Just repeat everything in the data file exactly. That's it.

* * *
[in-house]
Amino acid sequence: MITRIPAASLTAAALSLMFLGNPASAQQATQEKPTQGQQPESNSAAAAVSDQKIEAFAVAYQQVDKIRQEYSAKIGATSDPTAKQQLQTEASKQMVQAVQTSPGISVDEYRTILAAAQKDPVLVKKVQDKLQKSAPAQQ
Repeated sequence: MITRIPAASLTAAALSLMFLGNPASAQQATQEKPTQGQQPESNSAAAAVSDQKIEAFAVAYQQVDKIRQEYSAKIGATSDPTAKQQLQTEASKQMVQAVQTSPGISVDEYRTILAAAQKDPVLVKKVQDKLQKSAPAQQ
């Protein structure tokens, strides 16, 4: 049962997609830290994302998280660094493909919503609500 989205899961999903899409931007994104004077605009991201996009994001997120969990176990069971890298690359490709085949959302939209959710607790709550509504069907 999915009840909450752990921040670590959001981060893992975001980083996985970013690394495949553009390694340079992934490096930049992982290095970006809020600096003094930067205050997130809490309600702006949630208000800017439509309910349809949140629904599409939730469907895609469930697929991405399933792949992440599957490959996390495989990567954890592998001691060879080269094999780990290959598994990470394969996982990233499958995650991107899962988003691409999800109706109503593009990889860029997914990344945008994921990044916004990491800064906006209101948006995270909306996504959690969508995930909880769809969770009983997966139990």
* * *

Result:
[in-house]
Amino acid sequence: MITRIPAASLTAAALSLMFLGNPASAQQATQEKPTQGQQPESNSAAAAVSDQKIEAFAVAYQQVDKIRQEYSAKIGATSDPTAKQQLQTEASKQMVQAVQTSPGISVDEYRTILAAAQKDPVLVKKVQDKLQKSAPAQQ
Repeated sequence: MITRIPAASLTAAALSLMFLGNPASAQQATQEKPTQGQQPESNSAAAAVSDQKIEAFAVAYQQVDKIRQEYSAKIGATSDPTAKQQLQTEASKQMVQAVQTSPGISVDEYRTILAAAQKDPVLVKKVQDKLQKSAPAQQ
């Protein structure tokens, strides 16, 4: 049962997609830290994302998280660094493909919503609500 989205899961999903899409931007994104004077605009991201996009994001997120969990176990069971890298690359490709085949959302939209959710607790709550509504069907 999915009840909450752990921040670590959001981060893992975001980083996985970013690394495949553009390694340079992934490096930049992982290095970006809020600096003094930067205050997130809490309600702006949630208000800017439509309910349809949140629904599409939730469907895609469930697929991405399933792949992440599957490959996390495989990567954890592998001691060879080269094999780990290959598994990470394969996982990233499958995650991107899962988003691409999800109706109503593009990889860029997914990344945008994921990044916004990491800064906006209101948006995270909306996504959690969508995930909880769809969770009983997966139990």